Tuesday, August 24, 2010

Sports columnist Aaron McFarling: NASCAR, give drivers the mic often

Maybe that was the solution all along: Give them microphones.

Let them talk. Let them feud. Let the crowd react.

Based on what happened at Bristol Motor Speedway on Saturday, every NASCAR track in America ought to be scheduling about 20 seconds for each driver to address the fans during pre-race introductions.

Maybe somebody uses a little salty language, like Brad Keselowski did when he ripped Kurt Busch.

Maybe somebody tells a joke, like Tony Stewart did when he said he was looking forward to seeing a wreck.

Or maybe somebody just says "Hi, Mom!"

Whatever. Let's see it. Because we might actually learn something about who these guys really are. How creative they are (or not), how interesting they are (or not), how awkward they are (or not) -- these are mostly mysteries outside of a few exceptions.

At the moment, the personality of most NASCAR drivers only shines through on their commercials. And those spots are written for them by comedians and regulated by the FCC.

In this era of walk-up batting music, LeBron James chalk-chucking and "Enter Sandman" tunnel entrances in other sports, auto racing needs to do a better job of hyping up the fans who do attend.

If the drivers have nothing to say or are reluctant to address the crowd, that's on them. And it would explain a lot about why NASCAR's struggling.

But the guess here is that if every track did it, pre-race festivities no longer would be just an invocation, national anthem and parade of droning sponsor representatives. The athletes would have a weekly outlet -- which could become more entertaining than the races themselves.


It's OK to worry a little about Virginia Tech's defense.

Not to make too much out of one scrimmage, but it's never a great sign when the second-team offense is scoring touchdowns against the first-team defense, as was the case Saturday. Praise David Wilson, Logan Thomas and the rest of their backup brethren for making plays, sure, but consider the flip side: somebody was supposed to be stopping those guys.

Will Tech's defense be fine in time? Sure. Probably much better than fine. Even if a lot of them haven't started many games, the players on that side are fast, athletic and semi-experienced. And a certain defensive coordinator named Bud Foster guides them, which never hurts.

Still, Foster doesn't have pixie dust he can sprinkle on these players and make them instantly stout. Foster's strengths are motivation and adjustments. There's no question the Hokies will be properly motivated against Boise State, but part of making adjustments is identifying the liabilities.

Can they do that before Sept. 6?


Had to chuckle Sunday evening when hearing an ESPN Radio host ask the following question: "Is Lou Piniella a Hall of Fame manager?"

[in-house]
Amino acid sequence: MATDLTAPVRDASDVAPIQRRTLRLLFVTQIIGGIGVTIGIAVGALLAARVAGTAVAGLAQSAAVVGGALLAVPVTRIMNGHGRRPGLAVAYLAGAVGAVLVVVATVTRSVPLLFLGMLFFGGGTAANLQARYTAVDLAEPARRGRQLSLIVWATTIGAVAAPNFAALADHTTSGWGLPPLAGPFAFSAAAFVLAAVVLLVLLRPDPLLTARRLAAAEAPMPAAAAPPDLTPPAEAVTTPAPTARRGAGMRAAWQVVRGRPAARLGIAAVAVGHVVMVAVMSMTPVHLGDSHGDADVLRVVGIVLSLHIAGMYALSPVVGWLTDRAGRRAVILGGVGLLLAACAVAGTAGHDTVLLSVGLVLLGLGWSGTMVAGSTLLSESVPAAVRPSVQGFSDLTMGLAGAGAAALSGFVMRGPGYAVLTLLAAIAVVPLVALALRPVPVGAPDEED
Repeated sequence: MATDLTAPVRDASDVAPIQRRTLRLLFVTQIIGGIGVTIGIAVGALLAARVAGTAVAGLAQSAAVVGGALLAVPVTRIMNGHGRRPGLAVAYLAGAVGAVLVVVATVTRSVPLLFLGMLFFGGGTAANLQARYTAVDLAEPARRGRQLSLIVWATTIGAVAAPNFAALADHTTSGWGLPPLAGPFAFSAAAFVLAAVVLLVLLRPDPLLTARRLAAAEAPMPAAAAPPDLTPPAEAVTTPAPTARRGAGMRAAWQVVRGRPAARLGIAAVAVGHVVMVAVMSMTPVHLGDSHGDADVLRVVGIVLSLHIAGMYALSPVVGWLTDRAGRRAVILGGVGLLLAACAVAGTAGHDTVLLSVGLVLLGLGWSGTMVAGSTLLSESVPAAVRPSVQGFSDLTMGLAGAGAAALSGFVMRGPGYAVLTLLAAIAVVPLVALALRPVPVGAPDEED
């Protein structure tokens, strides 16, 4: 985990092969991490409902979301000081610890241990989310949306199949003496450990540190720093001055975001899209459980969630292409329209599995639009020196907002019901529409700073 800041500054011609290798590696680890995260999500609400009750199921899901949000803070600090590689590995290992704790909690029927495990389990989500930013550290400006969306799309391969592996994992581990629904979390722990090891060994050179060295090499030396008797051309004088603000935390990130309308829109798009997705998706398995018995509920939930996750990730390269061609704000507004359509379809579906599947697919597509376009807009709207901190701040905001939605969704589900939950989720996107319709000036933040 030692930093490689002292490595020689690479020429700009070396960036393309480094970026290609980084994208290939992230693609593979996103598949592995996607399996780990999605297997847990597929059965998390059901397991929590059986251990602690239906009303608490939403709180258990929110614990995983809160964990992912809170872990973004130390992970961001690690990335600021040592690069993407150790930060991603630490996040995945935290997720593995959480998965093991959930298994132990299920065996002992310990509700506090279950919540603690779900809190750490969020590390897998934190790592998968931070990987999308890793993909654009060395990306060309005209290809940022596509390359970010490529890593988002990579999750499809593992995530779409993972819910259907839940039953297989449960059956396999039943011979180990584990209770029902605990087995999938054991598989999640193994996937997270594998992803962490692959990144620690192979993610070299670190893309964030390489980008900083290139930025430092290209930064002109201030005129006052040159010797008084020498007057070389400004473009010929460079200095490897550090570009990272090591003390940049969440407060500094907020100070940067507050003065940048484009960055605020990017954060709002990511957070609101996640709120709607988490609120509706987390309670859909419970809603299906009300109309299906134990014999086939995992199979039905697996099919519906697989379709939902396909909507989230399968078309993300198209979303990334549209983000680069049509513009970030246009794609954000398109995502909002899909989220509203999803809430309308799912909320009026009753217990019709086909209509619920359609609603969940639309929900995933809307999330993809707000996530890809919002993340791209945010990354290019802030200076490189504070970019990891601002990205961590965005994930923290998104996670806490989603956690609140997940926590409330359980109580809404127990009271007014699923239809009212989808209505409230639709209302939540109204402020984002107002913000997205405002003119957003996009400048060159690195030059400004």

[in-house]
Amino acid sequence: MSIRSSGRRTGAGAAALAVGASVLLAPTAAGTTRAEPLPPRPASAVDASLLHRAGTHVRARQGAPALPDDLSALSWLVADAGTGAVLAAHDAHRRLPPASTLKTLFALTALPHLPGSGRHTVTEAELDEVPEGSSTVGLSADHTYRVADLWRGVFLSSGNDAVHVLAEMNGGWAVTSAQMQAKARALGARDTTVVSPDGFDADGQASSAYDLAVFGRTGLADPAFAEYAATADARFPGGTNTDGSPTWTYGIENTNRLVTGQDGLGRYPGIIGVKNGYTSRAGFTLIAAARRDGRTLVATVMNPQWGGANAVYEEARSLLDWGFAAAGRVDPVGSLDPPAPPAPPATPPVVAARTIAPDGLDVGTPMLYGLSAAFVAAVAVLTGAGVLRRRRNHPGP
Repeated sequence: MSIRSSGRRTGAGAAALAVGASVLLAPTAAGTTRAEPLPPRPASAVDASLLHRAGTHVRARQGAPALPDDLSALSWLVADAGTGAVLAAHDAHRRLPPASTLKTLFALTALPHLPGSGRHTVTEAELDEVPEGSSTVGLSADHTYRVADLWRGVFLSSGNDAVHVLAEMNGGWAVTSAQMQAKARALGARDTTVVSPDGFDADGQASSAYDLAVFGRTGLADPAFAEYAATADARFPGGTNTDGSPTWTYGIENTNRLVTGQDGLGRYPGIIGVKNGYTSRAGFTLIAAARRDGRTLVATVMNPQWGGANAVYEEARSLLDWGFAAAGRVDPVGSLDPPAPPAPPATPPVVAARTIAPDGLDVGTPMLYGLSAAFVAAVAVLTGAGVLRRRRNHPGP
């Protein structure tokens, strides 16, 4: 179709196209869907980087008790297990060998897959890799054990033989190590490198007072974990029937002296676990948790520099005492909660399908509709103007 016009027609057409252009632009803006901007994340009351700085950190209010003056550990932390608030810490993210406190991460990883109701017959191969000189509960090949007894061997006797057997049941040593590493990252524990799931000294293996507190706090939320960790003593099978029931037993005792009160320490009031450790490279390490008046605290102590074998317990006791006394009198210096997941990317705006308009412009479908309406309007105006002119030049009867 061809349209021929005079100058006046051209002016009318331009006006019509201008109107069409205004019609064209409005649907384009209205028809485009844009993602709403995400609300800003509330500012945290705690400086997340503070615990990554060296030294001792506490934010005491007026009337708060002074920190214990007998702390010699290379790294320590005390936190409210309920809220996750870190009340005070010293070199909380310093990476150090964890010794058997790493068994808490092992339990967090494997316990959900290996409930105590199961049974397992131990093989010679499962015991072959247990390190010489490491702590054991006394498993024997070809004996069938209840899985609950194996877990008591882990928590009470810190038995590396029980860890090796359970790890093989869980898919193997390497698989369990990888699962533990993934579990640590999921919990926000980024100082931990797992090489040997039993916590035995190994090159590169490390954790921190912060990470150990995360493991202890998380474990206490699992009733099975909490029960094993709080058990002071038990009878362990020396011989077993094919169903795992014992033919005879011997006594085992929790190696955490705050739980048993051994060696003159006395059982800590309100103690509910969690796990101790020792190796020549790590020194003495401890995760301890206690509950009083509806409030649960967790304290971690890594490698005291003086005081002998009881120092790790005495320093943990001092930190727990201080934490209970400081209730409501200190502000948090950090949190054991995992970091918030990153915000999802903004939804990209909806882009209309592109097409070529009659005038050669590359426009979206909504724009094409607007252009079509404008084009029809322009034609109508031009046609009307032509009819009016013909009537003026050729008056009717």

Not that this is a bad question. I think the retired Cubs skipper deserves the honor, but you could make a case that a .517 career winning percentage and one World Series title isn't enough.

No, what was funny was the person he chose to pose this question to: reporter Tim Kurkjian.

I've never met Kurkjian, but he has to be the nicest guy in national sports media. Has anyone ever heard him make a case against somebody getting in the Hall?

Host: "Cecilio Guante -- in or out?"

Kurkjian: "Well, it's close, but I think he should be in, and here's why: ..."

So he made the case for Piniella, of course, backing it all up with solid statistical research. And that's what I like so much about Kurkjian: Even if you know what side he's going to take, he does his homework and educates you. He's humble, self-effacing and -- in trend-bucking fashion -- gives solid opinions on TV and radio while neither shouting nor trolling.

Plus, isn't it fun to see people truly love what they do? Hard not to like a guy who once wrote the following line: "I've always been fascinated by sacrifice flies."


Redskins coach Mike Shanahan simply will not back down in this tug-of-war with Albert Haynesworth, and that's awesome.

While the disgruntled defensive lineman appears less and less likely to help him win this season -- never good -- the fact is, Shanahan has accomplished three critical things:

1. He disciplined an individual player who was slacking,

2. He sent a message to the other players that slacking won't be tolerated; and, most importantly,

3. He delivered a clear signal to the Redskins front office: Don't sign malcontents while I'm your coach. You will be wasting your money.

That last one? That's an overdue edict for Dan Snyder and company to hear.

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